It might be a coincident that the „Islamic State of Iraq and Syria“ (ISIS) attacked and took over Iraqs second biggest city Mosul – http://www.bbc.com/news/world-middle-east-27778112 – just as the Pakistani Taliban attacked the airport of Karachi, http://www.bbc.com/news/world-asia-27777449
There is more than one parallel between both groups/organizations if one knows the story of the Taliban.
Back in the mid 90s, apart from a very short while when Afghan people thought that the new „students“ movement would bring peace, security and even freedom for their country, disillusion dawned upon the broad majority of Afghans of all ethnicities.
The Talibans adherence to a hitherto unknown extreme understanding of the islamic law, their total lack of familiarity with Afghan history and customs, their unlimited intolerance and hostility towards religious and ethnic minorities alienated and intimidated the population, especially outside of the so called Pushtun belt.
It can be highly recommended to read Ahmed Rashids book about the Taliban movement:
The Taliban were not interested in gaining anyone’s sympathy, nor where they seriously interested in coalitions, power sharing or any kind of compromise. While they were clearly sectarian (means anti-Shia/anti-Iran) their biggest enemy was the mainly Sunni „Northern Alliance“, led by Commander Ahmad Shah Massoud. They massacred thousands of Shia civilians but also Sunni Uzbek POWs, just as they poisoned the wells and destroyed the livestock of the mostly Sunni Tajik inhabitants of the Shamali plain.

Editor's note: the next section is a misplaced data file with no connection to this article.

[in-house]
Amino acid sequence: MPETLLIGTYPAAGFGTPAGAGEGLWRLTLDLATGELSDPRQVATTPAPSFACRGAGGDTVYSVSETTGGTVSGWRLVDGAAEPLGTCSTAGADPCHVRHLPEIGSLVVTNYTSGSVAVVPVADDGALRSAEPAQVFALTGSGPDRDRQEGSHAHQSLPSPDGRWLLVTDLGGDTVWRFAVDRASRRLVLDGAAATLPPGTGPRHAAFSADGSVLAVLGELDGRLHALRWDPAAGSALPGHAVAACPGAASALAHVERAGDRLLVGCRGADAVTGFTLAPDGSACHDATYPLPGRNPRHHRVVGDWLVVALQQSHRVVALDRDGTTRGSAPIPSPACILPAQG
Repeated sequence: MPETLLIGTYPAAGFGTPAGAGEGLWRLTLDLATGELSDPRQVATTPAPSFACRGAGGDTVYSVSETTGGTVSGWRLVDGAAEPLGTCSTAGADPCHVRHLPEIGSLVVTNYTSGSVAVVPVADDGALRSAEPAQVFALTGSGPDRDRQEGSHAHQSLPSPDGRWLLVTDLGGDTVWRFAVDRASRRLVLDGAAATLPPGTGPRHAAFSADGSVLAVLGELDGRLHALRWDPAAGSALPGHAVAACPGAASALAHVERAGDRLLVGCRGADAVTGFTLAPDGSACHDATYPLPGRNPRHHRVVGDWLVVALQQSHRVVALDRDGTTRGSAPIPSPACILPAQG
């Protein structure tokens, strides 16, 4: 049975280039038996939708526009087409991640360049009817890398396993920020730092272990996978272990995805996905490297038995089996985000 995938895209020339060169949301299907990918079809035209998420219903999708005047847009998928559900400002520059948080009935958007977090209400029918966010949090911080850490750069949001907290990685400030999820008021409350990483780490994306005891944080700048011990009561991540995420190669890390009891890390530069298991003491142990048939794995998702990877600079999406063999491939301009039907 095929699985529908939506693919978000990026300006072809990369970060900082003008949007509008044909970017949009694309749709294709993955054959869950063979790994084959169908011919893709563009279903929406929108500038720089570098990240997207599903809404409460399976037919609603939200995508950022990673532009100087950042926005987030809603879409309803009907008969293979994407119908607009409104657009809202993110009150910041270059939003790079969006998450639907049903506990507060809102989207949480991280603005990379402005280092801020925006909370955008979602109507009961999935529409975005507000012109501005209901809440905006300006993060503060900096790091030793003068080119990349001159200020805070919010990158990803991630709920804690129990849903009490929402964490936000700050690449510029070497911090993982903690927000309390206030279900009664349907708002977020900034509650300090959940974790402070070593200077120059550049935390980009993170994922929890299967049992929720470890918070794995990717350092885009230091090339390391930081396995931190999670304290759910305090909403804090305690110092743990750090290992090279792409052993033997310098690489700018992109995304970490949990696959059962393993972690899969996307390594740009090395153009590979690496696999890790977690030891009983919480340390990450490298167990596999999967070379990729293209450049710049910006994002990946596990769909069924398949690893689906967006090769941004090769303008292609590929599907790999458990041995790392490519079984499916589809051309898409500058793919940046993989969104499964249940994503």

They simply did not care about anyone.
ISIS appear to be similar. While the majority of their ruthlessly killed victims are Shias (the majority civilians) they do not hesitate to suicide bomb Sunni clan chiefs, „Sahwa“ militias and civilians.
The Taliban fielded thousands of Pakistanis and hundreds of Arabs, Chechens, Uzbeks, Uighurs and others. ISIS fighters also consist of North African and Gulf Arabs, Pakistanis, Chechens and even European Salafis.
Just as the Taliban shocked the world in the 90s, ISIS does very much the same in recent years. They by far exceed the extremism of other islamist organization, among them even such that themselves are militant Salafis. As a consequence ISIS succesfully and simultaneously fights completely different forces: The predominantly Shia army of Iraq, the mostly Sunni extremist rebels in Syria, the Kurdish militias in North Eastern Syria and at times the Syrian Arab Army.
Both the Taliban and ISIS have their ideological roots and a major portion of their financial backing in Saudi Arabia and to a smaller extent in other Wahhabi dominated Arab countries in the Persian Gulf. The official line of the Saudi government is to declare and regard ISIS an enemy, but the government is at best unable and at worst unwilling to prevent „private donors“ from funding the salaries, the training, the arming and the logistics of ISIS:
It was the same with the Taliban. It were the Saudis who bankrolled their offensives by supplying hundreds of gun-mounted Datsun pickup trucks over and over again, while Pakistani Madrassas – often funded by Saudis and preaching Wahhabism – provided the man power.
While the Saudi approach might appear irrational at first sight, it is indeed very rational at least in the short and midterm run:
1. The takfiri Jihadis are identified
2. They are kept away from Saudi Arabia (and the Gulf) by being constantly involved in „Jihad“ from Libya over Syria to Iraq
3. They are inflicting heavy damage and casualties on Shias and their allies
As a side effect but definitely all but incidentally Israel and the US are (at least in secret) very happy that Syria, Hezbollah and also Iran are bleeding and getting damage.
Still, it is puzzling how a seemingly small militia without airpower and heavy weapons has been able to humiliate Iraqs at least 500.000 men strong armed forces.